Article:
In the wake of Andy Murray’s emergence on the world scene Impact caught up with Annabel Watson and Dave Supperstone, two of the University of Nottingham’s bright young tennis stars, to talk about accessibility to tennis at the university.
How did you first get involved in tennis?
Annabel Watson: My parents encouraged me to play tennis from a young age. I was lucky in that the prep school I went to had excellent sporting facilities, and at the time one of the top coaches in the country was there looking to coach young players. He took me on.
Dave Supperstone: I started by playing Short Tennis when I was four at my local tennis club. When I was 8, I made the transition to full-sized courts and my development went on from there.
How accessible and affordable do you think tennis is for an emerging young player?
D: Well, there are several schemes in Nottingham which offer cheap ‘pay and play’ rates. But it’s difficult to progress without paying for coaching sessions and being a member of a tennis club to practice your game and work on fitness. Also the weather in Britain is against us, forcing young players to practice on the more expensive indoor courts.
A: Tennis is an expensive sport and I think this is an aspect that prevents more people from becoming involved in it. Here at Nottingham the athletic union is sponsored by KPMG and the Ladies’ tennis first team is grateful to be sponsored by the house-building company Redrow. Their funding has been very useful to us this year.
Is it fair to label tennis ‘a game for the elite’?
D: I think it is still possible to succeed in the sport if you don’t have a lot of money. Other factors can work in your favour like your being scouted or receiving sponsorship, then you can make it. The LTA [Lawn Tennis Association] invests money in top young players and this is a route into professional tennis that can be achieved by anyone, regardless of background. But, it is an expensive sport.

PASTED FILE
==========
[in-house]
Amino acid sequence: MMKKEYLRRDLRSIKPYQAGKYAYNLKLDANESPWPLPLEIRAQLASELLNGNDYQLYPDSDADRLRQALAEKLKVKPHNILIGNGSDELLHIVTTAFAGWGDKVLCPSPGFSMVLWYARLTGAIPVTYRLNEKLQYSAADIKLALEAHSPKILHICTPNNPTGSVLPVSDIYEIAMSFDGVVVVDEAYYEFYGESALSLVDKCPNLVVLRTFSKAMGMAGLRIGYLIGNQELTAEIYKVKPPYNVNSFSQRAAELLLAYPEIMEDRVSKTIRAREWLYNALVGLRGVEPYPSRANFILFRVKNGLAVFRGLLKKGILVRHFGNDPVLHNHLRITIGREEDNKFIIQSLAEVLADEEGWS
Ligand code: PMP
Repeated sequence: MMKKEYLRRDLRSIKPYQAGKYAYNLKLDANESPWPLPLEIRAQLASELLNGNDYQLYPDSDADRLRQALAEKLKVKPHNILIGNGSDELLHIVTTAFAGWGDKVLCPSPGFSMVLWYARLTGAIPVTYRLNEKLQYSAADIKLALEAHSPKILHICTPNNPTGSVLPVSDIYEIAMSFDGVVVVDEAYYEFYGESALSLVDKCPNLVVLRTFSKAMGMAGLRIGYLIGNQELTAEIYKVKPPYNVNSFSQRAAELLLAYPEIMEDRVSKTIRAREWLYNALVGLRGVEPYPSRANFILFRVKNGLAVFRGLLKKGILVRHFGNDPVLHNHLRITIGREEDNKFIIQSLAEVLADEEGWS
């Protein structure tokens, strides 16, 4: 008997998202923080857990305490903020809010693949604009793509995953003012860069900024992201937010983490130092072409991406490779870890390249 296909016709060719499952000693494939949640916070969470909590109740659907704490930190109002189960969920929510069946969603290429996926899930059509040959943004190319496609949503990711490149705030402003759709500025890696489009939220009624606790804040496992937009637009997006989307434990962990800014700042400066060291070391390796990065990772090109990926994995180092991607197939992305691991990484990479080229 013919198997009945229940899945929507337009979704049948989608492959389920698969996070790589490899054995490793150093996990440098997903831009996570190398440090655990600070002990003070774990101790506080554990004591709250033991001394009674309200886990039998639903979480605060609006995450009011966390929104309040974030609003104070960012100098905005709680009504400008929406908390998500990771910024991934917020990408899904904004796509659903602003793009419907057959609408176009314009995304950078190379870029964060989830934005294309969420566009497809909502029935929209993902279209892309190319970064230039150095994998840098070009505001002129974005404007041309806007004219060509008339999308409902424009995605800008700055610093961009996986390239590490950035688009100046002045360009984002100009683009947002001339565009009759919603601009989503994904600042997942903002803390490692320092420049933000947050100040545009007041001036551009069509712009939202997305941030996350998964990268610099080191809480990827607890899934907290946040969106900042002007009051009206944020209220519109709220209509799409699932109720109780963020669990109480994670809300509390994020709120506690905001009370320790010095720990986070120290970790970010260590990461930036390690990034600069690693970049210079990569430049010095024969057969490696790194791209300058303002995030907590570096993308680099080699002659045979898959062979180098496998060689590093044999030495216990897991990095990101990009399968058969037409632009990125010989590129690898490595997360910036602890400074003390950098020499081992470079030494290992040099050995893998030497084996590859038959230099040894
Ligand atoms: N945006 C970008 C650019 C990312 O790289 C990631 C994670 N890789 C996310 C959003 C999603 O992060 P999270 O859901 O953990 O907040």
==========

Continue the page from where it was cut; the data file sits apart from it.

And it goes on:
A: Tennis has traditionally been viewed as a game exclusively for the elite but through government funding progress has been made in spreading the popularity of the sport through all classes of society.
How do you rate the tennis facilities at this university?
A: Here at Nottingham we are lucky to have numerous tennis centres, which have agreements with the university allowing students to use their facilities. The courts on University Park campus are not of a very high standard but the Nottingham Indoor Centre nearby has excellent facilities.
D: Considering we are in the top division of the BUSA league, the university facilities could be better. This isn’t the fault of the university, though. In fact the arrangements it has set up with tennis centres allow us to play at relatively low cost.
What would you say were your strengths and weaknesses on the tennis court?
D: I’d say my big forehand. I’m also a good serve-volleyer. Weaknesses? (laughs) Well….if I had to say something I’d say my occasional lack of concentration and the fact that I relax too easily.
A: My strengths are my backhand and serve. I am not a natural vollier though and my anticipation is not as good as others. These are the areas that I am working on.
With the season underway, how is the team performing and what are your hopes for the remainder of the season?
A: The team has performed well so far. We are playing at a high level each week so it’s constantly challenging. We expect to retain our place in the Premier league.
D: It’s been tough. Some of our opponents have recruited well over the summer but we still hope to retain our top flight status.